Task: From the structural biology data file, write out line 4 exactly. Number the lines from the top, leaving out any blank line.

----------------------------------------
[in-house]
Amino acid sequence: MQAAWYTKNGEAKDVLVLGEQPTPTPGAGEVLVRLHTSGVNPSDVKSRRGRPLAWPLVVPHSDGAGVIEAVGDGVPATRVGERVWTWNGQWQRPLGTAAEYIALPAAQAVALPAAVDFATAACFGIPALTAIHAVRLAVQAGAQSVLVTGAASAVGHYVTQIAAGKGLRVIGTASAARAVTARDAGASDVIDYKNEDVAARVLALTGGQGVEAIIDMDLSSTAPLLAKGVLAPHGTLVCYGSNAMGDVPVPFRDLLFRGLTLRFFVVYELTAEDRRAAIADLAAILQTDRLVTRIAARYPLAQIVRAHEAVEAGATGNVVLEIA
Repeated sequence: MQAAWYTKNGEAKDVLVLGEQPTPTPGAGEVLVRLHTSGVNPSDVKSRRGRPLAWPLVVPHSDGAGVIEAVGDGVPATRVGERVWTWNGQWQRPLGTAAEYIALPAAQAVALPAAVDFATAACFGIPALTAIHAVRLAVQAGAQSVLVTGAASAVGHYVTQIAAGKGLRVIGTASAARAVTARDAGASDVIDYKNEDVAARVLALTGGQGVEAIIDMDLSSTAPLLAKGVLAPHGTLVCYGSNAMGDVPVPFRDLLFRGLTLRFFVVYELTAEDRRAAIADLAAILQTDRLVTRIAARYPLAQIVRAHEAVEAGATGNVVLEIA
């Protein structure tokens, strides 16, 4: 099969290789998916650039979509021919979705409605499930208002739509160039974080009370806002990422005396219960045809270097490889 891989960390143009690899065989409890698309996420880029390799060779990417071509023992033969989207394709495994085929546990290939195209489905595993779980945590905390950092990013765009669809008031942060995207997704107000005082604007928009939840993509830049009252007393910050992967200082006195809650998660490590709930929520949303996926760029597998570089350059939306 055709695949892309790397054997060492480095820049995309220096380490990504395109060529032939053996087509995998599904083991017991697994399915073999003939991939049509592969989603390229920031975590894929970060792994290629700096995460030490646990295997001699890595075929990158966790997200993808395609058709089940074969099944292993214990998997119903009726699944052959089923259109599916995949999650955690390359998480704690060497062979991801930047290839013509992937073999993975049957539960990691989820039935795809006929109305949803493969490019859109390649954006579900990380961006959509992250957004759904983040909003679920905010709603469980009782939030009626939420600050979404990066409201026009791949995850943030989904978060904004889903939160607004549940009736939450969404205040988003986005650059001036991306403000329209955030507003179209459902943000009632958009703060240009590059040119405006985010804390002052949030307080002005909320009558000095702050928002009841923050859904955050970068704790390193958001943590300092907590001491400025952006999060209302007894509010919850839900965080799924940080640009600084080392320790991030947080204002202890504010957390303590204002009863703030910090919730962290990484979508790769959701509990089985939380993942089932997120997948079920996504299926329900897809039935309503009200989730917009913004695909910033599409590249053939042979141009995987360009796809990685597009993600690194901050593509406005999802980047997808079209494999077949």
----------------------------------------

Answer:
């Protein structure tokens, strides 16, 4: 099969290789998916650039979509021919979705409605499930208002739509160039974080009370806002990422005396219960045809270097490889 891989960390143009690899065989409890698309996420880029390799060779990417071509023992033969989207394709495994085929546990290939195209489905595993779980945590905390950092990013765009669809008031942060995207997704107000005082604007928009939840993509830049009252007393910050992967200082006195809650998660490590709930929520949303996926760029597998570089350059939306 055709695949892309790397054997060492480095820049995309220096380490990504395109060529032939053996087509995998599904083991017991697994399915073999003939991939049509592969989603390229920031975590894929970060792994290629700096995460030490646990295997001699890595075929990158966790997200993808395609058709089940074969099944292993214990998997119903009726699944052959089923259109599916995949999650955690390359998480704690060497062979991801930047290839013509992937073999993975049957539960990691989820039935795809006929109305949803493969490019859109390649954006579900990380961006959509992250957004759904983040909003679920905010709603469980009782939030009626939420600050979404990066409201026009791949995850943030989904978060904004889903939160607004549940009736939450969404205040988003986005650059001036991306403000329209955030507003179209459902943000009632958009703060240009590059040119405006985010804390002052949030307080002005909320009558000095702050928002009841923050859904955050970068704790390193958001943590300092907590001491400025952006999060209302007894509010919850839900965080799924940080640009600084080392320790991030947080204002202890504010957390303590204002009863703030910090919730962290990484979508790769959701509990089985939380993942089932997120997948079920996504299926329900897809039935309503009200989730917009913004695909910033599409590249053939042979141009995987360009796809990685597009993600690194901050593509406005999802980047997808079209494999077949």